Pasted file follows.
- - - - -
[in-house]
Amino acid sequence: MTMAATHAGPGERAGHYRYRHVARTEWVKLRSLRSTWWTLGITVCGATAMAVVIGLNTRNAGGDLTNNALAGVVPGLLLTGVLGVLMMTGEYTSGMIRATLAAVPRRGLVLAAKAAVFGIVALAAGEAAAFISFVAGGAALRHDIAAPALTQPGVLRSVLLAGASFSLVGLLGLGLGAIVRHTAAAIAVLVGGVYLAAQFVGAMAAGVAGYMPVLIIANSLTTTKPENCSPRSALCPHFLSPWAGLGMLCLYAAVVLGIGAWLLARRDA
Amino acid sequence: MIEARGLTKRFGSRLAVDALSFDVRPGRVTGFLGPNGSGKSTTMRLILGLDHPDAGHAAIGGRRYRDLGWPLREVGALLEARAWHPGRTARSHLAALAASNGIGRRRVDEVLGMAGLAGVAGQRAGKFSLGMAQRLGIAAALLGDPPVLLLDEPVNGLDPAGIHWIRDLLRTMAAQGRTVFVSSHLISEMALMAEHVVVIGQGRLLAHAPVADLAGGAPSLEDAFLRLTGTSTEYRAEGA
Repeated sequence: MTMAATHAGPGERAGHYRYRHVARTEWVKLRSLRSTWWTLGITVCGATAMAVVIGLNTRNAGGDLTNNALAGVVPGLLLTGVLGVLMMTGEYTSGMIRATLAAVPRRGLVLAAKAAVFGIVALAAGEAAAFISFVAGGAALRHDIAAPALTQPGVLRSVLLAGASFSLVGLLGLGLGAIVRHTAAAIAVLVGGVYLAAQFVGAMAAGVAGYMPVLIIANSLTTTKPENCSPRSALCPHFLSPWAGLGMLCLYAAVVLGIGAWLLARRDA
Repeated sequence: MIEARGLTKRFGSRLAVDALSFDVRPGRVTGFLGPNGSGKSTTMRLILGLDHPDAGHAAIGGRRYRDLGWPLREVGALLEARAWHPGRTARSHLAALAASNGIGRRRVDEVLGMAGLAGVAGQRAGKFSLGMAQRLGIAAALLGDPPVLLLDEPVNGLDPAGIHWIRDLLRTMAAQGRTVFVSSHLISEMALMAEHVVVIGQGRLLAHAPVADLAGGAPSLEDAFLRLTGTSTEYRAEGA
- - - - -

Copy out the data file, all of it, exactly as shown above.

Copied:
[in-house]
Amino acid sequence: MTMAATHAGPGERAGHYRYRHVARTEWVKLRSLRSTWWTLGITVCGATAMAVVIGLNTRNAGGDLTNNALAGVVPGLLLTGVLGVLMMTGEYTSGMIRATLAAVPRRGLVLAAKAAVFGIVALAAGEAAAFISFVAGGAALRHDIAAPALTQPGVLRSVLLAGASFSLVGLLGLGLGAIVRHTAAAIAVLVGGVYLAAQFVGAMAAGVAGYMPVLIIANSLTTTKPENCSPRSALCPHFLSPWAGLGMLCLYAAVVLGIGAWLLARRDA
Amino acid sequence: MIEARGLTKRFGSRLAVDALSFDVRPGRVTGFLGPNGSGKSTTMRLILGLDHPDAGHAAIGGRRYRDLGWPLREVGALLEARAWHPGRTARSHLAALAASNGIGRRRVDEVLGMAGLAGVAGQRAGKFSLGMAQRLGIAAALLGDPPVLLLDEPVNGLDPAGIHWIRDLLRTMAAQGRTVFVSSHLISEMALMAEHVVVIGQGRLLAHAPVADLAGGAPSLEDAFLRLTGTSTEYRAEGA
Repeated sequence: MTMAATHAGPGERAGHYRYRHVARTEWVKLRSLRSTWWTLGITVCGATAMAVVIGLNTRNAGGDLTNNALAGVVPGLLLTGVLGVLMMTGEYTSGMIRATLAAVPRRGLVLAAKAAVFGIVALAAGEAAAFISFVAGGAALRHDIAAPALTQPGVLRSVLLAGASFSLVGLLGLGLGAIVRHTAAAIAVLVGGVYLAAQFVGAMAAGVAGYMPVLIIANSLTTTKPENCSPRSALCPHFLSPWAGLGMLCLYAAVVLGIGAWLLARRDA
Repeated sequence: MIEARGLTKRFGSRLAVDALSFDVRPGRVTGFLGPNGSGKSTTMRLILGLDHPDAGHAAIGGRRYRDLGWPLREVGALLEARAWHPGRTARSHLAALAASNGIGRRRVDEVLGMAGLAGVAGQRAGKFSLGMAQRLGIAAALLGDPPVLLLDEPVNGLDPAGIHWIRDLLRTMAAQGRTVFVSSHLISEMALMAEHVVVIGQGRLLAHAPVADLAGGAPSLEDAFLRLTGTSTEYRAEGA